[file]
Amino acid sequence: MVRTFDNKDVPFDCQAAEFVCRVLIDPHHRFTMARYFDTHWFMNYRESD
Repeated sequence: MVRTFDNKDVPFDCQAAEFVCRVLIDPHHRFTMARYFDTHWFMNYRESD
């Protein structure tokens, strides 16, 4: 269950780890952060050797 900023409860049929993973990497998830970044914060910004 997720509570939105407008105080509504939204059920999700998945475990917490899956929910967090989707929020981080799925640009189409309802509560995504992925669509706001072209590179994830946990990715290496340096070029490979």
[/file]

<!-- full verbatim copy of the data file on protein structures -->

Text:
Amino acid sequence: MVRTFDNKDVPFDCQAAEFVCRVLIDPHHRFTMARYFDTHWFMNYRESD
Repeated sequence: MVRTFDNKDVPFDCQAAEFVCRVLIDPHHRFTMARYFDTHWFMNYRESD
């Protein structure tokens, strides 16, 4: 269950780890952060050797 900023409860049929993973990497998830970044914060910004 997720509570939105407008105080509504939204059920999700998945475990917490899956929910967090989707929020981080799925640009189409309802509560995504992925669509706001072209590179994830946990990715290496340096070029490979």